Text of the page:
Whārangi 1: Biography
I tuhia tēnei haurongo e Jock Phillips,, ā, i tāngia tuatahitia ki Ngā Tāngata Taumata Rau Ko te wāhanga , 1990.
Joseph Palmer, a leading Canterbury banker, was born probably on 6 April 1826 at either London or Bedfordshire, England. He may have been the son of Elizabeth Palmer and her husband, John, a nonconformist landowner from Goldington, Bedfordshire. Nothing is known of Joseph's early life and education. He joined the Union Bank of Australia in London as a clerk when aged 24. Arriving in Sydney in March 1851 he was promptly dispatched to the Adelaide branch, where he soon became accountant. On 10 November 1855 at Adelaide, Joseph Palmer married Emily Anne Fisher, the daughter of Sir James Hurtle Fisher, formerly mayor of Adelaide and president of the South Australian Legislative Council. They were to have seven sons (three of whom died in infancy) and five daughters. His five years in Adelaide gave him experience in the financing of pastoralism while his marriage into one of the established families brought colonial respectability and membership of the Anglican church.
In March 1856 Palmer sailed for Lyttelton as manager of the Union Bank. With careful management he restored the bank's reputation, which had suffered because of personnel problems: the first agent had arrived insane, a director had drowned, an assistant had died of fever, and the acting agent had resigned. Palmer arranged a £30,000 loan for the province in London, and built permanent premises in Lyttelton, the second stone building in Canterbury. He opened an agency in Christchurch in November 1856 and rode over the bridle path twice a week to service it. In November 1859 he moved to Christchurch as the manager of the branch.
Palmer immediately found himself in a position of considerable influence over the provincial government. In 1857 W. S. Moorhouse was elected superintendent. Palmer, financially careful and identified with a respectable Anglican group, found Moorhouse's extravagance questionable. When in late 1859 the government requested an extension of their overdraft of over £15,000, Palmer insisted that no new works be undertaken and scrutinised every cheque issued by the provincial treasurer. Returning prosperity in 1861 ended this period of financial overlordship, which had brought criticism from Moorhouse and editorials from the Lyttelton Times. The provincial government account was shifted to the Bank of New Zealand, which had opened in Christchurch that year. Palmer did, however, handle the government bonds issued in London over the next six years for the Christchurch–Lyttelton railway tunnel.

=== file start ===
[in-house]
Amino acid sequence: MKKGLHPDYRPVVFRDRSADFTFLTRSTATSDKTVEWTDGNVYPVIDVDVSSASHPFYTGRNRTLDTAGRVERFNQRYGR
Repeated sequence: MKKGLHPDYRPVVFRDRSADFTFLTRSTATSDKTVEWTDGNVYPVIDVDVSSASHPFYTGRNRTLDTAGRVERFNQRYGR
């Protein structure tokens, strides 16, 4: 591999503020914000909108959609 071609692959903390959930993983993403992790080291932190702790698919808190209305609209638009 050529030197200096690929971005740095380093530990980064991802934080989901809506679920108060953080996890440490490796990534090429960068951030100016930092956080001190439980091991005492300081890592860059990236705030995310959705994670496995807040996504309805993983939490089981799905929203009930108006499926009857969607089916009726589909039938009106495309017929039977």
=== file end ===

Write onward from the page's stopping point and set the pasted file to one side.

With its monopoly of banking in Canterbury broken, the Union Bank was forced to compete with other banks. Palmer was cautious, but sensible. He initiated new branches in Timaru, Ashburton, Oamaru and Rangiora, but secured little of the West Coast gold business. He resisted offering long-term mortgages and directed such business to the bank's associated firm, the New Zealand Trust and Loan Company; but he did provide advances up to the value of their wool clip to 'careful and cautious flockmasters'. He thus became the banker for most of the leading squatters of the time. Palmer had purchased by 1863 part of the Double Hill property on the upper Rakaia River; and by the time he sold it in 1874 he had acquired over 120,000 acres. The Palmer Range recalls his ownership of the land.
In December 1871 Palmer was appointed the first chief officer of the Union Bank of Australia in New Zealand. Although based in Christchurch, he expanded the bank's business in the North Island during the 1870s and 1880s and fought hard for improved conditions and pay for his staff; but the bank suffered because of its more cautious lending policies and Palmer found himself restricted by the centralised control of John McMullen, the inspector of the Union. The proportion of New Zealand business controlled by the Union fell to under 12 per cent in 1887. In 1885 Palmer took a year's leave to visit Britain. In preparation for his eventual retirement in 1890 he vacated the bank residence on Hereford Street, Christchurch, where he had lived since selling his Avonside home, Locksleys, in 1866, and moved to a mansion, Woodford, in Papanui. Joseph Palmer died at his home on 16 August 1910.
A tall, thin man with a neat beard and a distinctive voice, Palmer was a pillar of Canterbury society. He was a director of the Christchurch Gas, Coal and Coke Company Limited, and a founding director of the Union Assurance Company (later Alliance Insurance); he was a member of the Philosophical Institute of Canterbury, the Canterbury Jockey Club, and life member of the Canterbury Agricultural and Pastoral Association; he was elected to the Christchurch Club, and was an original shareholder of the Canterbury Club. He was also a justice of the peace and for many years a vestryman at St Michael's Anglican Church.